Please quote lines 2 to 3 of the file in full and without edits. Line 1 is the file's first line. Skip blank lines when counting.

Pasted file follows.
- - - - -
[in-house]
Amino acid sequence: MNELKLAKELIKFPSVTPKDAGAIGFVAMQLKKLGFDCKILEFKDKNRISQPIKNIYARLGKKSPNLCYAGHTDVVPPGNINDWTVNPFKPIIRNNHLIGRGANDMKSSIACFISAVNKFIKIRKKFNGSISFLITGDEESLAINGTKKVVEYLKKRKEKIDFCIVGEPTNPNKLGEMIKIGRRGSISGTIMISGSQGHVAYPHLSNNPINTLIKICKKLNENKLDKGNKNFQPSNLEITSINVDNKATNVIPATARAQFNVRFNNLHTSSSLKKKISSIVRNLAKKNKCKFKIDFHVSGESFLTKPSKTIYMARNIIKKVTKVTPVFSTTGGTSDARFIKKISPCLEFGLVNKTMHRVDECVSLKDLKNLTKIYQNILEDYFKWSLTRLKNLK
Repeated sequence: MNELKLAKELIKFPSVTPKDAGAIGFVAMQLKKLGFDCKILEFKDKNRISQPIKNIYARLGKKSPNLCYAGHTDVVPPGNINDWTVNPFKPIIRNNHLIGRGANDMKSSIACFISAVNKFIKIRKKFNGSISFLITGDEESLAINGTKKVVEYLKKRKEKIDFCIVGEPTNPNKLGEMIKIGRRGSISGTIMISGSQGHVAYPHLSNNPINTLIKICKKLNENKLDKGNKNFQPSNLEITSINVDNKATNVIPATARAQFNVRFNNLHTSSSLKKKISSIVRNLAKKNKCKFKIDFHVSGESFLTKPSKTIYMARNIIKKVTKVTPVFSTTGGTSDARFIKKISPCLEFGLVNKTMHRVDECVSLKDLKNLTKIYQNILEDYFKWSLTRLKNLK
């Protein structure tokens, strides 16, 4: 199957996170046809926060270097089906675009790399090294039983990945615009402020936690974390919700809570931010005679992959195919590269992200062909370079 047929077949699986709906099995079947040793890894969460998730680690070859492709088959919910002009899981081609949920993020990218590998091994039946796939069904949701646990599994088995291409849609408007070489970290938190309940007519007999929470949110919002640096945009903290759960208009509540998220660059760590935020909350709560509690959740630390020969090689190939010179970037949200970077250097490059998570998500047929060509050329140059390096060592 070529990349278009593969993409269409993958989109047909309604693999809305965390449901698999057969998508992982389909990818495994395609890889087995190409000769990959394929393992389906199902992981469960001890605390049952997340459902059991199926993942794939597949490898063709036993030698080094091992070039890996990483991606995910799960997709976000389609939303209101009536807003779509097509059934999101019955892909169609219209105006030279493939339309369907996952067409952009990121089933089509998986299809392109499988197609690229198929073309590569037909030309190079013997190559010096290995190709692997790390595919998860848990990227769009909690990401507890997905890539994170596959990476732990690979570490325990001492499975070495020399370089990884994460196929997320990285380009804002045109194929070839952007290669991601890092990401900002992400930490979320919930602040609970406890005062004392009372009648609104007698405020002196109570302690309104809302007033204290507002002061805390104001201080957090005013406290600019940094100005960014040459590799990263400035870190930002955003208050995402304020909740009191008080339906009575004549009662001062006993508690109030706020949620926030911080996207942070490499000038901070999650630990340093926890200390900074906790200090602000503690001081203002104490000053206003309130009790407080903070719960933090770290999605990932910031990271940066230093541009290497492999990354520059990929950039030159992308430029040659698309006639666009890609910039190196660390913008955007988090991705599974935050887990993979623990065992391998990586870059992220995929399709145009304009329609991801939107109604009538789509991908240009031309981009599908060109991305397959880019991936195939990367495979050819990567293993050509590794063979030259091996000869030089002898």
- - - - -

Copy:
Amino acid sequence: MNELKLAKELIKFPSVTPKDAGAIGFVAMQLKKLGFDCKILEFKDKNRISQPIKNIYARLGKKSPNLCYAGHTDVVPPGNINDWTVNPFKPIIRNNHLIGRGANDMKSSIACFISAVNKFIKIRKKFNGSISFLITGDEESLAINGTKKVVEYLKKRKEKIDFCIVGEPTNPNKLGEMIKIGRRGSISGTIMISGSQGHVAYPHLSNNPINTLIKICKKLNENKLDKGNKNFQPSNLEITSINVDNKATNVIPATARAQFNVRFNNLHTSSSLKKKISSIVRNLAKKNKCKFKIDFHVSGESFLTKPSKTIYMARNIIKKVTKVTPVFSTTGGTSDARFIKKISPCLEFGLVNKTMHRVDECVSLKDLKNLTKIYQNILEDYFKWSLTRLKNLK
Repeated sequence: MNELKLAKELIKFPSVTPKDAGAIGFVAMQLKKLGFDCKILEFKDKNRISQPIKNIYARLGKKSPNLCYAGHTDVVPPGNINDWTVNPFKPIIRNNHLIGRGANDMKSSIACFISAVNKFIKIRKKFNGSISFLITGDEESLAINGTKKVVEYLKKRKEKIDFCIVGEPTNPNKLGEMIKIGRRGSISGTIMISGSQGHVAYPHLSNNPINTLIKICKKLNENKLDKGNKNFQPSNLEITSINVDNKATNVIPATARAQFNVRFNNLHTSSSLKKKISSIVRNLAKKNKCKFKIDFHVSGESFLTKPSKTIYMARNIIKKVTKVTPVFSTTGGTSDARFIKKISPCLEFGLVNKTMHRVDECVSLKDLKNLTKIYQNILEDYFKWSLTRLKNLK